This entertaining collection, which was left unpublished in 1929 and only recently unearthed, is a fine companion to Hurston’s earlier volumes, Tell My Horse (1937) and Mules and Men (1935).
The late (1891–1960) author of the classic novels Jonah’s Gourd Vine and Their Eyes Were Watching God was also a knowledgeable folklorist, as we learn again from John Edgar Wideman’s tributory foreword and Editor Kaplan’s informative introduction. The latter discusses Hurston’s energetic research into indigenous tales and legends, supported by minimal grants, the WPA, and a wealthy white patron. The stories themselves—ranging from single-sentence utterances to fully detailed and developed anecdotes—are arranged in 17 specific categories focusing on such subjects as gender relations (“Women Tales”); racial inequity and enmity (“Massa and White Folks Tales”); creation stories, many akin to Joel Chandler Harris’s Uncle Remus stories (“Talking Animal Tales”); and several varieties of folk supernaturalism (“God Tales,” “Devil Tales”). Frequent use of racial epithets and dialect reminiscent of minstrel shows will probably offend many contemporary readers, but are indisputable evidence of the authenticity of Hurston’s presentations: in almost every case of stories she heard directly from ordinary people, many of them illiterate. There is inevitable repetition, but not as much as one might expect. And there are many pleasures: impudent alternative versions of familiar biblical tales and good-natured mockery of religious truisms (“What in the hell does …[an] angel need with … [Jacob’s] ladder when he’s got wings”); sly references to racial imperatives (a black man falling off a roof notices he’s about to land on a white woman—“so he turnt right roun’ and fell back upon dat house”); a ribald explanation of why women don’t serve in the army, and several clever one-liners about the physical (and marital) problems encountered by snails.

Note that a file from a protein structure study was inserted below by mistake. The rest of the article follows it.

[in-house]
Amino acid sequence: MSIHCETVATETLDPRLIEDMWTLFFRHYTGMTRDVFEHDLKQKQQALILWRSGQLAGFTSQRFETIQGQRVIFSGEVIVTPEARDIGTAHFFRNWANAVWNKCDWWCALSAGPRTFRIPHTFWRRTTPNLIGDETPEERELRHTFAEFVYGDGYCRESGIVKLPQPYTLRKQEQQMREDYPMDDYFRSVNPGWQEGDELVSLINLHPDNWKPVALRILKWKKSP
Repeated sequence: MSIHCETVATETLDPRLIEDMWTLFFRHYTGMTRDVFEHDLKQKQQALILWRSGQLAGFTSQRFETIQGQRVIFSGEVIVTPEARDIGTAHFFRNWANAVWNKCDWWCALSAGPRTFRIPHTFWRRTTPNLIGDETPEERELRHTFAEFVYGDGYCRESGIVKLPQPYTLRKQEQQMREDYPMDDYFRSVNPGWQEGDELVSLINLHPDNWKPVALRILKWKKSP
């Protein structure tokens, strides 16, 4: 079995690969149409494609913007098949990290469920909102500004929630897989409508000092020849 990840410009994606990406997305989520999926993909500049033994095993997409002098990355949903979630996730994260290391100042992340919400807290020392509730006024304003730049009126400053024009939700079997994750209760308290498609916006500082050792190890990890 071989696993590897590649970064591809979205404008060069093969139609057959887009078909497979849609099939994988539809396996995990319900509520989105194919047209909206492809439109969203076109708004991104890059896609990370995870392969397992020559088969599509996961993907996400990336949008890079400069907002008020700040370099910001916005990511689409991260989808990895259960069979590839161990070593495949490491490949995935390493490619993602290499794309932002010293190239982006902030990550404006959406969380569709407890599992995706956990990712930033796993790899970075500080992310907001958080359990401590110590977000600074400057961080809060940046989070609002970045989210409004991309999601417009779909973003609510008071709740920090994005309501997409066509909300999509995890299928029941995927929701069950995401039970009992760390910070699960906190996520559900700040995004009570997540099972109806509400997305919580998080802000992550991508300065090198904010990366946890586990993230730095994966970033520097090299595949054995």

A rich harvest of native storytelling.